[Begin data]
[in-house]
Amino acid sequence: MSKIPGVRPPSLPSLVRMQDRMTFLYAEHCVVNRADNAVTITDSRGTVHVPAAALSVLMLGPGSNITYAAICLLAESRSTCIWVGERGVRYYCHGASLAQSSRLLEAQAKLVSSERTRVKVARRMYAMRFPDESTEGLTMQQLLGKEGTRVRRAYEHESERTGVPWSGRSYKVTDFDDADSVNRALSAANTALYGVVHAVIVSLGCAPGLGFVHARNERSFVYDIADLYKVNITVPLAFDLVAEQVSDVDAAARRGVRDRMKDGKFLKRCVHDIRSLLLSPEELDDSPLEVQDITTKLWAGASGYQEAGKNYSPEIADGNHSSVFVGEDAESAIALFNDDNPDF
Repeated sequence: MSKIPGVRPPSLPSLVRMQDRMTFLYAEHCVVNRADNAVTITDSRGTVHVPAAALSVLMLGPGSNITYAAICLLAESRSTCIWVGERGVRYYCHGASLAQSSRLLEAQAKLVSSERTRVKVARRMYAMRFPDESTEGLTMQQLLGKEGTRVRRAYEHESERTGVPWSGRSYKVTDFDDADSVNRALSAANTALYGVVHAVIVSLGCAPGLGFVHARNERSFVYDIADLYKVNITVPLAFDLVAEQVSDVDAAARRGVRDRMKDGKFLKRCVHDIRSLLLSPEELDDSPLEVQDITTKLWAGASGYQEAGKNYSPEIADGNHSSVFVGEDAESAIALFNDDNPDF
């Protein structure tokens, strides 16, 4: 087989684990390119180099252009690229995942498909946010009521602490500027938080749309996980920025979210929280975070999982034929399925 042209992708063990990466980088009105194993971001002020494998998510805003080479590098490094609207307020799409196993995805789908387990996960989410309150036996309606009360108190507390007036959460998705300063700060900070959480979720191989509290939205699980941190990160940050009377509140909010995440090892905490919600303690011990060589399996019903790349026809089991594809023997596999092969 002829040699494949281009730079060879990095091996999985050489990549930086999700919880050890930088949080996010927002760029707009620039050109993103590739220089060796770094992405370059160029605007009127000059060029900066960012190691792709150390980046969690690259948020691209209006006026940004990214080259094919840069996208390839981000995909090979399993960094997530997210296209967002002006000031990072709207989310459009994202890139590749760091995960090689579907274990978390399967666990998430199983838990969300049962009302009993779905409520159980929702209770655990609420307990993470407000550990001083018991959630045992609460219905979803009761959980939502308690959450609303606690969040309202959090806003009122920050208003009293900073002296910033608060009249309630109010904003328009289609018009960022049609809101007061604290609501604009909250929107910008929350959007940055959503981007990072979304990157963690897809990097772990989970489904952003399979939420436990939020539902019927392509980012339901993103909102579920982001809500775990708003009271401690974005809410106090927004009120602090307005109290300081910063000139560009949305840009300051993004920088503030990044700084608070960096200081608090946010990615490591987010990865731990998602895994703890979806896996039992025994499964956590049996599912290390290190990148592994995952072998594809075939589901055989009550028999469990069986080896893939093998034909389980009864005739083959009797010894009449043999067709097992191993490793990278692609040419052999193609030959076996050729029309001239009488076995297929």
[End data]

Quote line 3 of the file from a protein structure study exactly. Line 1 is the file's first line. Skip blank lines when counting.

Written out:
Repeated sequence: MSKIPGVRPPSLPSLVRMQDRMTFLYAEHCVVNRADNAVTITDSRGTVHVPAAALSVLMLGPGSNITYAAICLLAESRSTCIWVGERGVRYYCHGASLAQSSRLLEAQAKLVSSERTRVKVARRMYAMRFPDESTEGLTMQQLLGKEGTRVRRAYEHESERTGVPWSGRSYKVTDFDDADSVNRALSAANTALYGVVHAVIVSLGCAPGLGFVHARNERSFVYDIADLYKVNITVPLAFDLVAEQVSDVDAAARRGVRDRMKDGKFLKRCVHDIRSLLLSPEELDDSPLEVQDITTKLWAGASGYQEAGKNYSPEIADGNHSSVFVGEDAESAIALFNDDNPDF